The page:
Each species nests at the level where it forages, so a midstory species would build its nest in the midstory. Closely related species nest in the same ways. For example, antvireos in the genus Dysithamnus are all suspension nesters. Small clutch sizes are typical of tropical birds compared to more temperate species of the same size, possibly due to nest predation, although this is disputed. The length of time taken for chicks to hatch is 14—16 days in most species, although some, such as the dusky antbirdcan take as long as 20 days.

The altricial chicks are born naked and blind. Both parents brood the young until they are able to thermoregulatealthough, as with incubation, only the female broods at night. Both parents feed the chicks, often bringing large prey items. When the chicks reach fledging age, after 8—15 days, attending parents call their chicks. As each chick leaves the nest it is cared for exclusively from then on by the parent that was present then.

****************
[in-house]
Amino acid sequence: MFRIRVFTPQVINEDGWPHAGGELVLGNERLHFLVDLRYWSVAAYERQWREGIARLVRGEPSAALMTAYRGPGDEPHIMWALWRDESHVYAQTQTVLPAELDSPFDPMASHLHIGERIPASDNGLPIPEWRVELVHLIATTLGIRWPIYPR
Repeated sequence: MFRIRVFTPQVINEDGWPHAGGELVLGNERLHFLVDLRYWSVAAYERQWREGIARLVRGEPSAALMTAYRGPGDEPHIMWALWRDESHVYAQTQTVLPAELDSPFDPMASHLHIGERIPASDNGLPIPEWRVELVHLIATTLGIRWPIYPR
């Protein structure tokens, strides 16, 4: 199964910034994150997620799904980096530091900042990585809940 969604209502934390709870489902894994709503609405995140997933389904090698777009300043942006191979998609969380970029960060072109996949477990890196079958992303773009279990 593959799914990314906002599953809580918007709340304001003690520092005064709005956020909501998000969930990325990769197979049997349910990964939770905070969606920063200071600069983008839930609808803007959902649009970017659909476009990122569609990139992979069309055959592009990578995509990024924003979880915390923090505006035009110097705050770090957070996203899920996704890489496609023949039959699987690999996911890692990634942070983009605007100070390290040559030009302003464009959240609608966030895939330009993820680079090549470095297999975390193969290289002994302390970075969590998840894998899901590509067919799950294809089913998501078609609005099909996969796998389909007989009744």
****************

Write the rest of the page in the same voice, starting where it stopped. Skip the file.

After the first chick fledges and leaves with a parent the remaining parent may increase the supply of food to speed up the process of fledging.

symbiotic relationship between birds and army ants in the rainforest

After fledging, chicks spend the first few days well hidden as the parents bring them food. Chicks of some species may not become independent of the parents for as long as four months in some antwrens, but two months is more typical for the rest of the family.

Amazing Symbiosis: Ant Army Defends Tree - National Geographic